Why Playing helps you Work

One of the biggest pressures that artists put on themselves is to produce a ‘masterpiece’ every time they enter the studio and when that doesn’t happen, which is most of the time, leave despondent and frustrated.  The more that expectation is there, the more pressure is there and the more likely failure and frustration will follow.

It’s very easy to say leave the pressure at the studio door, and quite another to manage it, but it is important to find strategies to do this if painting or other passion isn’t to turn in to some sort of self-flagellation. I wrote last time of not necessarily having a plan when I paint but to follow where the painting leads and that’s one of the strategies I employ. If I don’t know what’s going to happen and consequently have no expectations, it’s much harder to fail. It doesn’t mean you don’t have frustrations and bad days in front of the easel or your equivalent, but it dramatically decreases them and that’s very worthwhile.

The way I’ve come to deal with this, which hasn’t come easily I might add, is to play. Now, I’ve never approached anything in my life since leaving childhood behind by play, and initially this all seemed frivolous and pointless. I was following a couple of courses which really expounded the benefits of playing and I would impatiently wait for this part to pass so the real work could commence. However, whichever way I turned, artists and tutors were going on about playing. So, eventually, giving in and lacking inspiration one day, I did just that. I created mess all around me, mess on the paper in front of me and found it all a bit ridiculous. I pushed the work to one side ready to throw and cleaned up. The following day I came into the studio, threw the work away and, still lacking inspiration, found myself playing again. Another mess to clear up and more work to throw. However, I felt a bit lighter and had discovered a couple of new colour mixes I would never have dreamed would work so that was something. The third day I entered the studio, brighter and ready to make a few notes of the things I had discovered from the day before which meant digging around in the bin and looking at this play work again, which in this different mindset looked quite different and very interesting. That done, there I was playing again but this time I really relaxed and got absorbed in the  process and at the end I realised there was something in this playing that was freeing and creative and actually a first step on the way to the ‘proper’ work.

Playing helped me uncover processes and methods that I would never explore when working on a ‘proper’ piece of work for fear of messing it up. It loosened me up and started to become my warm-up session. After a while I realised that parts of these spontaneous, unplanned pieces had more energy and beauty about them than what followed which confused and troubled me to start with. I just couldn’t get those lovely free marks in the work that followed that I could in the warm-up. Finally, it dawned on me that the warm up could be part of my ‘real’ work and that instead of keeping the two things separate the warm up could inspire and inform what followed but all in the same piece of work and this is how I tend to approach things now and really interesting work results.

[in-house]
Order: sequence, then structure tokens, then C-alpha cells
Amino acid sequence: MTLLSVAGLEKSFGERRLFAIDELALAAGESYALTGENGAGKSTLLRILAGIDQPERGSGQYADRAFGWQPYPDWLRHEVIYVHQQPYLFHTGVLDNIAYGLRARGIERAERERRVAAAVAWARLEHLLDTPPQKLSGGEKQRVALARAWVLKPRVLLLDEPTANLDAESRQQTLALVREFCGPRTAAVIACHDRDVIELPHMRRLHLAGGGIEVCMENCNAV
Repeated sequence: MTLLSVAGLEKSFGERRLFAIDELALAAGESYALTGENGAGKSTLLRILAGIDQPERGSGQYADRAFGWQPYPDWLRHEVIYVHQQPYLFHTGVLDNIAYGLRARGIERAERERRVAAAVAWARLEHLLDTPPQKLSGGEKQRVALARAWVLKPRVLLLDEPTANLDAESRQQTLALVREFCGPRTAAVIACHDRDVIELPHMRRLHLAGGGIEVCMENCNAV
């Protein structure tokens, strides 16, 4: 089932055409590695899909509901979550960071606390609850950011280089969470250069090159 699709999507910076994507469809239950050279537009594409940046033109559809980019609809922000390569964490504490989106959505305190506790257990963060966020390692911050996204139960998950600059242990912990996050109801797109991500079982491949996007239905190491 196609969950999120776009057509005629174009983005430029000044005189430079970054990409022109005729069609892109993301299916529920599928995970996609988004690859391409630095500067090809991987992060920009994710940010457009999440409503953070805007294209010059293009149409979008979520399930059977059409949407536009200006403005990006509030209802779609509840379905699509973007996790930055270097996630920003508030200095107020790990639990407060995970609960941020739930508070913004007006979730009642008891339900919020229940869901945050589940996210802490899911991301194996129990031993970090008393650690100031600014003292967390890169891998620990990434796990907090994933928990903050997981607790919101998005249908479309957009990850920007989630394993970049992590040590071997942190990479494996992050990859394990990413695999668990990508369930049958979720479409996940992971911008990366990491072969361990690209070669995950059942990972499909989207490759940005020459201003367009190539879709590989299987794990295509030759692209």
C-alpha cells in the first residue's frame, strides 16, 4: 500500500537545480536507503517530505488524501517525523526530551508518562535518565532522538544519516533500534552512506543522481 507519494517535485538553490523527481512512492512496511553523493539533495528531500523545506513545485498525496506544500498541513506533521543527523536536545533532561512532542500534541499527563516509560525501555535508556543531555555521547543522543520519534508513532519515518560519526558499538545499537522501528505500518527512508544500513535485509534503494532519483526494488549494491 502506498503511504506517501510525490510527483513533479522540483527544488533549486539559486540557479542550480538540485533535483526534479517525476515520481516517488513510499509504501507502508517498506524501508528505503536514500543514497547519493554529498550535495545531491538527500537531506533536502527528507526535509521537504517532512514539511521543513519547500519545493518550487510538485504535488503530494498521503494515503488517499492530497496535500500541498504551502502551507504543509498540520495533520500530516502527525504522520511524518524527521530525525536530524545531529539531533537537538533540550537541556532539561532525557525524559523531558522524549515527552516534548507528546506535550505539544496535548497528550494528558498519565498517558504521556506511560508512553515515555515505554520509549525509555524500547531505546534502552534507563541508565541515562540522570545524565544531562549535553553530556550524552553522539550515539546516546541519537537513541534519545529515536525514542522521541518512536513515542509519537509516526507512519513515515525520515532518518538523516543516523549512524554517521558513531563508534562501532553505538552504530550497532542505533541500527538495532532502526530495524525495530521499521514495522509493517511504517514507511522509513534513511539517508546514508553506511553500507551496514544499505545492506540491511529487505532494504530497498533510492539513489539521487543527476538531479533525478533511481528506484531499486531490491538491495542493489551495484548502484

So, out comes the panel that I’m going to start a new work on, and all kinds of crazy stuff get slapped on it, any colours, any textures, perhaps collage, perhaps scribbling. Anything that frees me up and gives me something to respond to. I continue like this until I feel ready to start thinking about a colour palette based on what is in front of me and continue with the areas that I like and cover up those that I don’t. This process can go on for many days before some ideas percolate to the forefront and start informing an image. Plus I will have quite a few of these panels on the go at once so as I dry up with ideas and falter I can put one panel down and pick up another and just go round and round in this rotation defining, refining, starting over, scraping back until something grips me and I become fully absorbed in exploring it. Left over paint at the end of the day usually gets smeared over a waiting panel ready for the process to begin again.

One of the most important things this process allows is for me to go into the studio at any time with something to do, ie get my paint out and any other materials that I fancy and mess about instead of procrastinating because I have no idea what I should be getting on with and no inspiration. It makes me show up every day and it is rare that I will leave having done nothing or feeling low and uninspired. Those days happen, they always will but they are infrequent. If you can keep curious and inquisitive wondering what will happen if I use this material with this material, if I mix these two colours, if I make this mark here and that mark there, and give it a go, you will keep creative, innovative and ultimately fulfilled.